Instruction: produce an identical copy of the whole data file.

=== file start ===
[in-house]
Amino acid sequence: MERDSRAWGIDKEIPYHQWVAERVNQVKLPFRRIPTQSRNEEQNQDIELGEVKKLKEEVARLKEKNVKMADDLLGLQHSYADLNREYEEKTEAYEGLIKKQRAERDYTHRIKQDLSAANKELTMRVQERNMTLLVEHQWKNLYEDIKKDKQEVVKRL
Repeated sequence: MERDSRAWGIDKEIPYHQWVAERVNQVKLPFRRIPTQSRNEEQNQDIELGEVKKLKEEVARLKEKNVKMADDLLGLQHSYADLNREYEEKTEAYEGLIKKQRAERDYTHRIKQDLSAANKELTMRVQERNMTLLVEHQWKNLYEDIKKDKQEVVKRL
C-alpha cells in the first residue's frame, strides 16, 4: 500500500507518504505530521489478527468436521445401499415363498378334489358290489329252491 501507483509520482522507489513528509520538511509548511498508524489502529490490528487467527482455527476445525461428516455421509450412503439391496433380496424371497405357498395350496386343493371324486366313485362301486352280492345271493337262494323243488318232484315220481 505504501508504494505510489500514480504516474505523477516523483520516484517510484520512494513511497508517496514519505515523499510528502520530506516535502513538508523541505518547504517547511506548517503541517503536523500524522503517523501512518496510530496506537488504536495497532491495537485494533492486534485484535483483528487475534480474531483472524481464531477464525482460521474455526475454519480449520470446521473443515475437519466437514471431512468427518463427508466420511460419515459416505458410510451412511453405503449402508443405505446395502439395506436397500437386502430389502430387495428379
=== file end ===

[in-house]
Amino acid sequence: MERDSRAWGIDKEIPYHQWVAERVNQVKLPFRRIPTQSRNEEQNQDIELGEVKKLKEEVARLKEKNVKMADDLLGLQHSYADLNREYEEKTEAYEGLIKKQRAERDYTHRIKQDLSAANKELTMRVQERNMTLLVEHQWKNLYEDIKKDKQEVVKRL
Repeated sequence: MERDSRAWGIDKEIPYHQWVAERVNQVKLPFRRIPTQSRNEEQNQDIELGEVKKLKEEVARLKEKNVKMADDLLGLQHSYADLNREYEEKTEAYEGLIKKQRAERDYTHRIKQDLSAANKELTMRVQERNMTLLVEHQWKNLYEDIKKDKQEVVKRL
C-alpha cells in the first residue's frame, strides 16, 4: 500500500507518504505530521489478527468436521445401499415363498378334489358290489329252491 501507483509520482522507489513528509520538511509548511498508524489502529490490528487467527482455527476445525461428516455421509450412503439391496433380496424371497405357498395350496386343493371324486366313485362301486352280492345271493337262494323243488318232484315220481 505504501508504494505510489500514480504516474505523477516523483520516484517510484520512494513511497508517496514519505515523499510528502520530506516535502513538508523541505518547504517547511506548517503541517503536523500524522503517523501512518496510530496506537488504536495497532491495537485494533492486534485484535483483528487475534480474531483472524481464531477464525482460521474455526475454519480449520470446521473443515475437519466437514471431512468427518463427508466420511460419515459416505458410510451412511453405503449402508443405505446395502439395506436397500437386502430389502430387495428379